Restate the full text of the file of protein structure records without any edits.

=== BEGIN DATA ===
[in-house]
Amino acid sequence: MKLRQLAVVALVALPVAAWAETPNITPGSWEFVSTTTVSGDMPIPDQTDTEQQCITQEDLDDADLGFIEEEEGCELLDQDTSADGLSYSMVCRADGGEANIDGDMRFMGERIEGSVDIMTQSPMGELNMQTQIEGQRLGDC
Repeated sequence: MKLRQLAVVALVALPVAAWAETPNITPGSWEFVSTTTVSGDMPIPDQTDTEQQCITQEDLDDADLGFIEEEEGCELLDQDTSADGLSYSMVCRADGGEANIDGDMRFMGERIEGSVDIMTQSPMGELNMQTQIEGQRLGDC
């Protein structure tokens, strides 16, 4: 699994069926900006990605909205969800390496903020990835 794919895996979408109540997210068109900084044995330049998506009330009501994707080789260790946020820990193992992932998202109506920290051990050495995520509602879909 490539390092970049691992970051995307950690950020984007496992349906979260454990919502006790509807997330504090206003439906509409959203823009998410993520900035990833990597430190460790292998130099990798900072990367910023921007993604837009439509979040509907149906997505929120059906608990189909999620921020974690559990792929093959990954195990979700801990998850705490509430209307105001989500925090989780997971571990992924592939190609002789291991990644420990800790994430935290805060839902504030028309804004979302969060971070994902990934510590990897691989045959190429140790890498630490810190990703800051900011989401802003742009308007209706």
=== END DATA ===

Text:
[in-house]
Amino acid sequence: MKLRQLAVVALVALPVAAWAETPNITPGSWEFVSTTTVSGDMPIPDQTDTEQQCITQEDLDDADLGFIEEEEGCELLDQDTSADGLSYSMVCRADGGEANIDGDMRFMGERIEGSVDIMTQSPMGELNMQTQIEGQRLGDC
Repeated sequence: MKLRQLAVVALVALPVAAWAETPNITPGSWEFVSTTTVSGDMPIPDQTDTEQQCITQEDLDDADLGFIEEEEGCELLDQDTSADGLSYSMVCRADGGEANIDGDMRFMGERIEGSVDIMTQSPMGELNMQTQIEGQRLGDC
């Protein structure tokens, strides 16, 4: 699994069926900006990605909205969800390496903020990835 794919895996979408109540997210068109900084044995330049998506009330009501994707080789260790946020820990193992992932998202109506920290051990050495995520509602879909 490539390092970049691992970051995307950690950020984007496992349906979260454990919502006790509807997330504090206003439906509409959203823009998410993520900035990833990597430190460790292998130099990798900072990367910023921007993604837009439509979040509907149906997505929120059906608990189909999620921020974690559990792929093959990954195990979700801990998850705490509430209307105001989500925090989780997971571990992924592939190609002789291991990644420990800790994430935290805060839902504030028309804004979302969060971070994902990934510590990897691989045959190429140790890498630490810190990703800051900011989401802003742009308007209706």